Broadband Stimulus Update from the Assistant Secretary
Now that all the broadband stimulus grants have been awarded I’d like to spend a few moments discussing what we’ve accomplished and what lies ahead. In less than 20 months, NTIA built a multi-billion dollar grant program from the ground up. This is the largest grant program that NTIA has ever managed and is one of the largest ever managed at the Department of Commerce. We had to hire staff, build the information systems, develop the rules, perform due diligence on the proposals, and award over $4 billion in grants, all before this past September 30. At every step of the way, we solved the challenges that arose, we answered the skeptics who said we would never get the money out, and ended up with what I think is a very solid set of sustainable projects that will not only expand broadband access and adoption but will also lead to economic growth and job creation. These projects will also continue to pay dividends far into the future in the form of improved education and health care, heightened innovation, and long-term local, national, and global economic growth.
Let me summarize our portfolio of projects. We funded four types of projects: infrastructure, public computer centers, sustainable broadband adoption projects, and state broadband data and development initiatives. These projects reach every state and territory and will:
- Fund the construction or upgrade of approximately 120,000 miles of broadband networks.
Provide broadband access to approximately 24,000 community anchor institutions, including schools, libraries, government offices, health care facilities, and public safety entities. Of these, approximately:
- 3,000 are healthcare entities, including hospitals, clinics, and physicians’ offices
- 5,000 are public safety entities, such as first responders, fire, police, and EMS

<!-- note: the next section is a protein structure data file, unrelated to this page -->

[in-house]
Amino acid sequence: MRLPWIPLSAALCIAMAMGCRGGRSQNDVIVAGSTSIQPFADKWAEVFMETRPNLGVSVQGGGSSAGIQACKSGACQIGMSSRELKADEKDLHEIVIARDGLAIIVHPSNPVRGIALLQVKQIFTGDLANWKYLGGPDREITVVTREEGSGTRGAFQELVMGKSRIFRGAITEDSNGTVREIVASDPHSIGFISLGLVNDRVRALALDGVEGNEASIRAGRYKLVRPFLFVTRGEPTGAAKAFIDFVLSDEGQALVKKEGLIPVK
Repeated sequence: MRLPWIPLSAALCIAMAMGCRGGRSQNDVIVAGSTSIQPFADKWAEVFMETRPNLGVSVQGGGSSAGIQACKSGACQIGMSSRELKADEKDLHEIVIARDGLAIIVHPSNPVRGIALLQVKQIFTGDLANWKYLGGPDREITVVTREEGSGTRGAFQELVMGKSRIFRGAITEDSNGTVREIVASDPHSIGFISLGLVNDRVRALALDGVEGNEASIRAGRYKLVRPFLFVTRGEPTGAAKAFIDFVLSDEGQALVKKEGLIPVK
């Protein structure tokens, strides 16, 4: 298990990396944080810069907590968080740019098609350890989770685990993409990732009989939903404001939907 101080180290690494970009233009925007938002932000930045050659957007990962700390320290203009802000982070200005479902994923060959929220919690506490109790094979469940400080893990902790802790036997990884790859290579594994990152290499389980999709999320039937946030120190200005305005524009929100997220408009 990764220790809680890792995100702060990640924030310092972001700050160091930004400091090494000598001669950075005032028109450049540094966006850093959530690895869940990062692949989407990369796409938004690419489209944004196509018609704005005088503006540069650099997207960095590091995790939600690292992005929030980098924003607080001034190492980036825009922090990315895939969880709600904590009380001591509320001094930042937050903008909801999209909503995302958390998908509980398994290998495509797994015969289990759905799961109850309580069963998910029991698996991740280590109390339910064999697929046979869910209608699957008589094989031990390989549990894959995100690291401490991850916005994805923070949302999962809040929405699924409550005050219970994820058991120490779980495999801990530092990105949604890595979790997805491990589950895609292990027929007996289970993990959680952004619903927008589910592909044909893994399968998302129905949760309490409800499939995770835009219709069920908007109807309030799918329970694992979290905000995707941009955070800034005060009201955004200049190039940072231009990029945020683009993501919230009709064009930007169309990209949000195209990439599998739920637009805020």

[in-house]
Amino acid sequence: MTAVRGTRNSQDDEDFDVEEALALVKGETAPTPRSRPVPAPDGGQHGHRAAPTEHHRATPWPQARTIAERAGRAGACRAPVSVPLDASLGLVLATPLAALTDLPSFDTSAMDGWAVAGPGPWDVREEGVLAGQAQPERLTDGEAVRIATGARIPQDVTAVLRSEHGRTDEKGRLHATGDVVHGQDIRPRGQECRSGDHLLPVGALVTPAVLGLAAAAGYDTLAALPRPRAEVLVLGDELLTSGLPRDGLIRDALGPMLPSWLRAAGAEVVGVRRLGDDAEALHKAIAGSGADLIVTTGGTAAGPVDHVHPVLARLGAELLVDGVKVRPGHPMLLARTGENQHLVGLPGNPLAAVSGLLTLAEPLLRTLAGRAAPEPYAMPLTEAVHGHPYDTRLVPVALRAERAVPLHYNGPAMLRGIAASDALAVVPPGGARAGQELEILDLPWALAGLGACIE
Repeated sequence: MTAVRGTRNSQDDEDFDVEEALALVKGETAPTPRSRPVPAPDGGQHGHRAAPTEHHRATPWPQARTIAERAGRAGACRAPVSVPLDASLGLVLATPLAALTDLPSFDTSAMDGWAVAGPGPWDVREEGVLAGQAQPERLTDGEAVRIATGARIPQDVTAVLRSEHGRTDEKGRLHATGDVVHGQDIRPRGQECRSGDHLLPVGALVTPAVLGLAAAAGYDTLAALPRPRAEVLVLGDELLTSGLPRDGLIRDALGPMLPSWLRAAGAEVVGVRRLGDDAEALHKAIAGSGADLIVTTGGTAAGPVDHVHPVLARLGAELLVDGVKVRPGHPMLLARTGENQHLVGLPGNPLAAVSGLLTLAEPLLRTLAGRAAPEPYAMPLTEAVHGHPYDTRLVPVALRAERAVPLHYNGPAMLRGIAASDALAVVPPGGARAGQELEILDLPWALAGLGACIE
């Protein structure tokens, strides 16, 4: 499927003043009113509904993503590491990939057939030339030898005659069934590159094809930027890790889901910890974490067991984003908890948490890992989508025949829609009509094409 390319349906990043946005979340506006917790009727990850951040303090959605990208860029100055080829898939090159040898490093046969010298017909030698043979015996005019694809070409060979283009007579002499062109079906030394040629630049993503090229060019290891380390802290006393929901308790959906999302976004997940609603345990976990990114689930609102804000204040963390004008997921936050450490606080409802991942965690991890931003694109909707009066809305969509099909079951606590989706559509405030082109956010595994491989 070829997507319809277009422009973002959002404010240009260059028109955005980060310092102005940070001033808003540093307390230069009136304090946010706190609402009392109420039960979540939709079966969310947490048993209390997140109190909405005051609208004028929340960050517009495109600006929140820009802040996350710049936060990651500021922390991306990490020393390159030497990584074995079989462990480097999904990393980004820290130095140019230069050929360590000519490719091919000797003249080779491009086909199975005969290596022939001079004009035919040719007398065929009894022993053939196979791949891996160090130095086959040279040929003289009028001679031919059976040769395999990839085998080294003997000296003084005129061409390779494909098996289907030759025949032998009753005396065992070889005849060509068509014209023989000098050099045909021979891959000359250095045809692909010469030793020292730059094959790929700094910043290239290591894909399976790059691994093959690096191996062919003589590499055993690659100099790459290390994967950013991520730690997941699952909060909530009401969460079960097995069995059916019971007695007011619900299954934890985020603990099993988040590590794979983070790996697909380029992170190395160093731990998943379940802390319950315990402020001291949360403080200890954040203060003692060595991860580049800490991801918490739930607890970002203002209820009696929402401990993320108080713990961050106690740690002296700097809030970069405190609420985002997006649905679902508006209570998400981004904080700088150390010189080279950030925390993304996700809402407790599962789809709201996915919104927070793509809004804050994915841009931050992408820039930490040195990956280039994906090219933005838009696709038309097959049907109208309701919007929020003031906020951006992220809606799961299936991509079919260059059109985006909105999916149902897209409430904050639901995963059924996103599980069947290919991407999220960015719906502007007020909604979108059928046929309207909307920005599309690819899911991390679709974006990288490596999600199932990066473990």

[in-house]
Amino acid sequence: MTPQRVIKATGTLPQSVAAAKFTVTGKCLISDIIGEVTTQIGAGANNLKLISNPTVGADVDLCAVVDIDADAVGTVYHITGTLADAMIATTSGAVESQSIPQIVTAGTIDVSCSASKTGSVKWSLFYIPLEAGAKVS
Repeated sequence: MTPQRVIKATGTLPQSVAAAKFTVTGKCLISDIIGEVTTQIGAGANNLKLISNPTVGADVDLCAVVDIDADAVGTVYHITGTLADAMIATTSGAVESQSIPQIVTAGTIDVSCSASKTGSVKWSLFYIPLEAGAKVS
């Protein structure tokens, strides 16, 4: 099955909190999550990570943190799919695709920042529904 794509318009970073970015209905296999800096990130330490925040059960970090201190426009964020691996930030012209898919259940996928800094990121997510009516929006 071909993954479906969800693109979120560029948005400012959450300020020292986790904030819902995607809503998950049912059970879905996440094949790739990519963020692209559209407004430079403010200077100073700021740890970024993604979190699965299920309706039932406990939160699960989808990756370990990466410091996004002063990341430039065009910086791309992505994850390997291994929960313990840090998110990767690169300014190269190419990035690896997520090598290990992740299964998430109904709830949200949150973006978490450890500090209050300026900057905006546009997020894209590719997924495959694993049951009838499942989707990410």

- 7,000 are K-12 schools
- 600 are community colleges
- 2,000 are libraries
- 5,000 are government facilities, such as City and County offices, workforce centers, Head Start locations, and other entities providing important benefits to the public
- 700 are other institutions of higher education, including public universities
- Deploy middle mile infrastructure in areas with nearly 40 million households and 4 million businesses, many of which will benefit from new or improved broadband service provided by last-mile providers that are able to utilize the new, open infrastructure to extend or upgrade their service for consumer and business customers.
- Invest in more than 3,500 new or upgraded public computer centers in libraries, schools, community centers and other public locations.
- Invest in more than 35,000 new or upgraded public computer workstations.
- Make public computer center workstations and training available to more than 1 million new users.
In addition, our grants to the states will support statewide broadband planning and implementation efforts as well as efforts to collect and verify data on broadband availability, which will be used for the national broadband map which we will release next February.
Overall, I am very pleased with our portfolio of projects. I am most proud of the fact that all of these projects emanated from the communities in which they will be built and carried out. The level of public and private involvement in determining what project would best meet the needs of the applicant communities was most heartening and offers some hope that we have started a dialogue in our local communities and states that can lead to effective partnerships even without additional federal grant money.